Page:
Nokia is to buy Alcatel-Lucent in an all-share deal that values its smaller French rival at 15.6 billion euros ($16.6 billion), seeking to build up its telecom equipment business to compete with market leader Ericsson.
Nokia’s takeover of Alcatel-Lucent will redefine a telecom equipment sector suffering weak growth prospects and pressure from low-cost Chinese players Huawei [HWT.UL] and ZTE.
The combined company will have about 114,000 employees and combined sales of around 26 billion euros. In mobile equipment it will rank a strong second, with global market share of 35 percent, behind Sweden’s Ericsson with 40 percent and ahead of Huawei’s 20 percent, according to Bernstein Research.
The new Nokia will have stronger exposure to the important North American market, with key contracts with AT&T and Verizon.
It will also fill gaps in its product portfolio by getting Alcatel-Lucent’s technology in optical transmission and Internet routers, which help telecom operators handle the ever-increasing volume of data brought on by users surfing the web on their smartphones and watching Netflix at home.
While Huawei does have a complete product line across both fixed and mobile, Ericsson does not and may have to react with deal-making or partnerships, executives said.
Nokia will give Alcatel-Lucent shareholders 0.55 shares in the combined company for each of their old shares, putting 33.5 percent of the entity in Alcatel shareholders’ hands if the tender offer is fully taken up.
The deal will be finalised in the first half of 2016 and is expected to result in 900 million euros of operating cost savings by the end of 2019, the companies said on Wednesday.
Nokia shares rose 1.4 percent at 1149 GMT, while Alcatel-Lucent fell 11.2 percent, reversing trends on Tuesday when the talks were first acknowledged by the companies.
Alcatel shareholders were disappointed because they hoped for a part-cash offer, while Nokia holders were relieved that the group had not overpaid, a trader said.
Nokia initially approached Alcatel-Lucent about buying only the wireless business but was rebuffed, leading to the broader deal, Alcatel boss Michel Combes told Reuters in an interview.
The deal carries significant risks, however. The track record of mergers in the sector – including the two that gave birth to Nokia and Alcatel-Lucent a decade ago – has been poor. Prior deals were plagued by the difficulty of cutting costs in an R&D intensive business, rivals stealing contracts while the companies were distracted by their integrations, and struggles over power within the married firms.
Nokia CEO Rajeev Suri sought to reassure.
“This is not a joint venture, so there will be no governance issues,” he said on a call with investors. “We will take a no politics, no nonsense approach to running the business, and have learned from past mistakes.”
FRENCH JOBS PLEDGE
Nokia pledged to keep France as “a vibrant center of the combined company” and not to cut jobs beyond what Alcatel had already planned, especially protecting research and development sites at Villarceaux and Lannion.
Alcatel-Lucent has some 6,000 employees in France. Maintaining jobs was a key demand of the French state for its backing of the deal, but that raised concerns over job cuts in Finland where Nokia employs about 6,900.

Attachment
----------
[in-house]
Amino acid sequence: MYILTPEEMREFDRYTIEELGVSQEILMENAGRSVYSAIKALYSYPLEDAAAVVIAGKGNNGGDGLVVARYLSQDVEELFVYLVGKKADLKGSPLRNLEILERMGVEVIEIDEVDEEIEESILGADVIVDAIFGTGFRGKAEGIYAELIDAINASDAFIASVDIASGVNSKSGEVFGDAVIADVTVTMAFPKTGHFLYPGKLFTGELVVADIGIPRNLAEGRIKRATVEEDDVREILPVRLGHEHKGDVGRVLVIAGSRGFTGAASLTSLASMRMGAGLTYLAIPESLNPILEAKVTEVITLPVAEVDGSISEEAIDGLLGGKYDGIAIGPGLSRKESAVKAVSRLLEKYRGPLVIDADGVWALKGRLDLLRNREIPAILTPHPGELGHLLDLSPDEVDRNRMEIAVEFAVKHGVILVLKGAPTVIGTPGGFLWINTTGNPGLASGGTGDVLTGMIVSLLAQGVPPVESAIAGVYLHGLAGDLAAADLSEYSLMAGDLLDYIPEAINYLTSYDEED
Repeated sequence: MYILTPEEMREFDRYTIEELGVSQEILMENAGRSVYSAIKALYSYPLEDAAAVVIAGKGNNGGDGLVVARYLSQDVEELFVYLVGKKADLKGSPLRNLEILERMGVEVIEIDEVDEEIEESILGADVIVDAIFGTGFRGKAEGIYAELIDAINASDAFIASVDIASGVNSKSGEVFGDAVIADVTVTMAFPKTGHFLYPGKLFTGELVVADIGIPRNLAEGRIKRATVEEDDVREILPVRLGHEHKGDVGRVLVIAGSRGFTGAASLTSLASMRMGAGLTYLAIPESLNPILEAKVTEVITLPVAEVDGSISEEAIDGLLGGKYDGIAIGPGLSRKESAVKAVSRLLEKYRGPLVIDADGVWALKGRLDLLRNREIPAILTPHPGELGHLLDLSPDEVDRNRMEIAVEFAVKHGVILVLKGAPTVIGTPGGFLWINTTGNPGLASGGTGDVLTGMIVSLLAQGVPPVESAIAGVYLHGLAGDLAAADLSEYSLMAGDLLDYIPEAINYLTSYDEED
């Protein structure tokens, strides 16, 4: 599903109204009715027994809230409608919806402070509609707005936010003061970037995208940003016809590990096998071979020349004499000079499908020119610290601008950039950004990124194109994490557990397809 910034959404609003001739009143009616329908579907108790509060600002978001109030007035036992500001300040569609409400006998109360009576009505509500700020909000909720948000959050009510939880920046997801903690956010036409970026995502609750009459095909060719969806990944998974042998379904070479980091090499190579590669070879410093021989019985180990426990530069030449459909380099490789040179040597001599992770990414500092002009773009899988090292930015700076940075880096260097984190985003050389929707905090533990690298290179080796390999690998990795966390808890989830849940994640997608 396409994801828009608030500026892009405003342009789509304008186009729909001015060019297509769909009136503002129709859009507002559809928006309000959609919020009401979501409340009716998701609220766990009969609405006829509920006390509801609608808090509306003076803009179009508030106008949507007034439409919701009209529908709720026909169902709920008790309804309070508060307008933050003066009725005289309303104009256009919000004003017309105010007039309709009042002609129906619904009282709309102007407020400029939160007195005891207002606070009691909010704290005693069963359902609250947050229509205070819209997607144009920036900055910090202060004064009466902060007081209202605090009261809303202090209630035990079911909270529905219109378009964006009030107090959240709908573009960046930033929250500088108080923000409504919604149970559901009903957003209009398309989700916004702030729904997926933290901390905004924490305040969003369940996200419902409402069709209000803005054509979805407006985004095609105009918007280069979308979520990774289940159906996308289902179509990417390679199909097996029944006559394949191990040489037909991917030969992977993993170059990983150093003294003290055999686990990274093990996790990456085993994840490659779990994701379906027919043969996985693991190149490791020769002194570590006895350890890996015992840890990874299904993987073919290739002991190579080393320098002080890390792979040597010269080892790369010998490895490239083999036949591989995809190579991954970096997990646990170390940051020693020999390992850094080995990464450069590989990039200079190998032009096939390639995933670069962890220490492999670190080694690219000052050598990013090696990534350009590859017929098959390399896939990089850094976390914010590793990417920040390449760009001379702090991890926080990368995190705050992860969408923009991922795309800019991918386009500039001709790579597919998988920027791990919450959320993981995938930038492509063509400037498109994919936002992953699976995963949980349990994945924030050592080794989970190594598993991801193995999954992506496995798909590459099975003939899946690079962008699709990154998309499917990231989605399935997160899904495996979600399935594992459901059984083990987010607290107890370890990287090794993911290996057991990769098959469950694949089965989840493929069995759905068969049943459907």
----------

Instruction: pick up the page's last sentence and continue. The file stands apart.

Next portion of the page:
“At first the deal sounded like very good news. But given that there will likely be job cuts, and the fact that it is much more expensive to lay off people in France than in Finland, the outlook is not that bright anymore,” said Pertti Porokari, the head of Finnish engineers’ union.
“I truly hope that Finnish politicians would also show some patriotism here.”
The Finnish government refrained from demands over job protection but underlined the Nordic country’s know-how in technology.
Nokia sold its once-dominant mobile phone handset business to Microsoft last year after struggling to compete with smartphones by Apple and Samsung. That deal left it with the network unit, a smaller map unit and a portfolio of technology patents.
Nokia said its growth profile would improve from the deal and predicted a sales growth rate of about 3.5 percent for 2014 to 2019. Nevertheless some investors remained concerned.
“The integration will be a difficult task, it will easily take a year or two, and the management group must focus on it heavily. For an investor seeking returns this year, it is clear that Nokia looks less interesting after this move,” said Juha Varis, a fund manager at Danske Capital whose fund owned 0.06 percent of Nokia shares as of end-March.
He also said that leaving France out of the cost-cutting program must have a negative impact to the corporate culture.
Other analysts, however, said that Nokia and CEO Suri have a good record on restructuring.
“There is no reason to doubt that this deal too wouldn’t increase shareholder value… We know that there are risks related to France and the cost cuts, but I believe that Nokia has calculated a margin of safety to the deal price,” said strategist Jukka Oksaharju from Nordnet brokerage.
Separately, Nokia confirmed it was exploring the sale of its HERE mapping unit, which some analysts value at up to 6.9 billion euros. It also said further asset sales could be undertaken once the deal was completed.
JPMorgan advised Nokia on the takeover, and boutique investment bank Zaoui & Co. advised Alcatel-Lucent.